The first time I wrote “professionally” about Serena Williams, back when Bleacher Report was still an onslaught of slideshows, I called her overrated. I was just out of college, and my terrible, awful, horrendous take was she didn’t win as much as she could. This was more than a decade ago, and it was during a time when Roger Federer was waltzing to Wimbledon titles.
I couldn’t understand why the best player by a wide margin didn’t win every time she stepped on the court. Serena was in that rarified air that if she lost it was less that someone beat her, and more that she beat herself. Her singles career winning percentage is pushing .850, and we’ve seen her dominate so much and so often that after she sent the U.S. Open crowd into delirium with a win over No. 2 Anett Kontaveit earlier this week, she was favored for Friday’s match against Ajla Tomljanovic.
Had I not watched Serena and Venus’ doubles loss in the first round Thursday night, I would’ve assumed that Friday was a formality. Whether it was Tuesday’s three-set win, or the sheer pressure that comes with having all eyes and hopes on your every shot, it was evident that Serena was beyond exhausted even trying to cover her half of the court.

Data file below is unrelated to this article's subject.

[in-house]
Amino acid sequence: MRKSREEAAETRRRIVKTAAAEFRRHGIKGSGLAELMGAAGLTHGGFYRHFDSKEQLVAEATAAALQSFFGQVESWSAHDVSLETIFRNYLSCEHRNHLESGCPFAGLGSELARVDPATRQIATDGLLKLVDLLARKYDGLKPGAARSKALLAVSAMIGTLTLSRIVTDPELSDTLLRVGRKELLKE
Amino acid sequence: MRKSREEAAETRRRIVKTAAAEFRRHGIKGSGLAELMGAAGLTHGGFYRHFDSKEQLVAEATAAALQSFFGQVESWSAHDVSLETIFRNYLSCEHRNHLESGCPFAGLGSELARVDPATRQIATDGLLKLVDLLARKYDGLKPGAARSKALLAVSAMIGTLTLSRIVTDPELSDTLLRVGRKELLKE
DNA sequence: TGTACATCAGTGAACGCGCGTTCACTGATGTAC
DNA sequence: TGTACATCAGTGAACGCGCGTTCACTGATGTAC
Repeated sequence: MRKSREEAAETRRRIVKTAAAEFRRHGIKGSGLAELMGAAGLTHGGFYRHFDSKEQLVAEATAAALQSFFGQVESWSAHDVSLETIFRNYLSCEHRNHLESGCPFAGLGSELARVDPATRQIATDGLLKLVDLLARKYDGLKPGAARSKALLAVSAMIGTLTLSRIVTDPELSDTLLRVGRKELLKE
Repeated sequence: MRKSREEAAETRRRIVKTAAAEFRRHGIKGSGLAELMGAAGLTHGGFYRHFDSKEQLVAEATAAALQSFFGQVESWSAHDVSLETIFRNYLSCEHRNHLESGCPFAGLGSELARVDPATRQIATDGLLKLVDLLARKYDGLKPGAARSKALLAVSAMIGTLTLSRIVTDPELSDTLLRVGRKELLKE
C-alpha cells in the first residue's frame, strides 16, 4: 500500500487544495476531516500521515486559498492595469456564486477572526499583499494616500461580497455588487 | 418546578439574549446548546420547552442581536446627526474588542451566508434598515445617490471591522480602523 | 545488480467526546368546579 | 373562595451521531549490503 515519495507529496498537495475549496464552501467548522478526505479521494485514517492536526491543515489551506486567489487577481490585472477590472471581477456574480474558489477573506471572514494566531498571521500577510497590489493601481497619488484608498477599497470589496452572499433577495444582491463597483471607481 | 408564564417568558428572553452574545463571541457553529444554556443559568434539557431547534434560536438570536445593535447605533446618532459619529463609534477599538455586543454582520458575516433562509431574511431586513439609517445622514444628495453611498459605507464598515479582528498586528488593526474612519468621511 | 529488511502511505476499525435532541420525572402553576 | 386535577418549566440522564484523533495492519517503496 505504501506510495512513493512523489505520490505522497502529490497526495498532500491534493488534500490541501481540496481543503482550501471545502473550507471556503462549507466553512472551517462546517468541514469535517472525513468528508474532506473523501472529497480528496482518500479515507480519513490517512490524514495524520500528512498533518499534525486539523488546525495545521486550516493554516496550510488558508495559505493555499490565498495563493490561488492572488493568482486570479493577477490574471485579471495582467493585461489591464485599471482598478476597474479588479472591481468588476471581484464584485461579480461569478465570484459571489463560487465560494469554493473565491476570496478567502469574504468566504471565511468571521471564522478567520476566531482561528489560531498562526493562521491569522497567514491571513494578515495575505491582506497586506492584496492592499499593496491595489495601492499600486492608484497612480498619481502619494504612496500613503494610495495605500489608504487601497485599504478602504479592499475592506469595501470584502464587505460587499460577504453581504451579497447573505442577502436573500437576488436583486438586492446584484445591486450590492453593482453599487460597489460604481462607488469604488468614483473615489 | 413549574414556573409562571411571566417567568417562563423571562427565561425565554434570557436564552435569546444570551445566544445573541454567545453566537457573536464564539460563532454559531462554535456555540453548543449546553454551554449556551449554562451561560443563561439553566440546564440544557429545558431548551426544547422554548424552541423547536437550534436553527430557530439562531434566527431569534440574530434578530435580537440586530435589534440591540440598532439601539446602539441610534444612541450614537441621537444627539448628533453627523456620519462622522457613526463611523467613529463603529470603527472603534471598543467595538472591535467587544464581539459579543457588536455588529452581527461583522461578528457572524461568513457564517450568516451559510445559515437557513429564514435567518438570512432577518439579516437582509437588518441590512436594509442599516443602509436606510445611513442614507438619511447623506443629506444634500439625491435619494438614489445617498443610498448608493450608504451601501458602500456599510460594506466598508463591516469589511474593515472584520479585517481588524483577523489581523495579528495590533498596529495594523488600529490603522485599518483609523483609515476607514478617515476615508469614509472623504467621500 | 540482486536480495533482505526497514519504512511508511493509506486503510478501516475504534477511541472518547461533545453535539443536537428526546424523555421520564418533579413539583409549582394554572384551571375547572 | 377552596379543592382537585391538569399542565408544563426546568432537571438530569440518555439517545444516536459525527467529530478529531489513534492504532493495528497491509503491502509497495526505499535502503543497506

On Friday, she gave a valiant effort, taking the second set in a tiebreaker, and even then you could still talk yourself into Serena powering her way through the third set and onto the fourth round.
Alas, it was not to be, and as sad as it is to see the GOAT step away from the game, I also felt a sense of relief for Serena. She won her first Grand Slam in 1999, when I was 14. I’m 36 now. I can barely remember a time when she wasn’t playing tennis, and it’s safe to assume Serena can barely remember a time when she didn’t have a racket in her hand.
Now, a woman, whom doors open for before she even thinks about stepping through them, can do whatever she wants. Any avenue she desires to explore is available. Fashion, business, broadcasting, acting, surfing, writing, equestrian-ing, disc golfing, biochemistry, more motherhood — her future is literally carte blanche.
She made Oprah Winfrey and Michelle Obama fan girl out, and considering the things those two Black women have accomplished, the potential reach of Serena’s post-playing career is enthralling. Her influence expanded beyond the confines of Flushing Meadows, Rolland Garros, Melbourne Park, and the All England Club years ago. No longer can she be reduced to just a professional athlete.
This is not a retirement, it’s a rite of passage to a place few of her GOAT peers can reach. Serena doesn’t simply represent what a Black woman can accomplish in tennis. She represents what a Black girl from Compton can do in life.
After the match, through tears, Williams tried to put into words the indescribable.
“It’s been a fun ride. It’s been the most incredible ride and journey I’ve ever been on.”
While her next steps might not elicit the same surge of adrenaline that came with smashing a winner up the line or hoisting a trophy, the impact she will undoubtedly have on young women of color (and in general) is sure to spark tsunamis of endorphins.
The ride isn’t over, it’s barely begun. Congrats on an amazing career, Serena. I can’t wait to see what field you dominate next.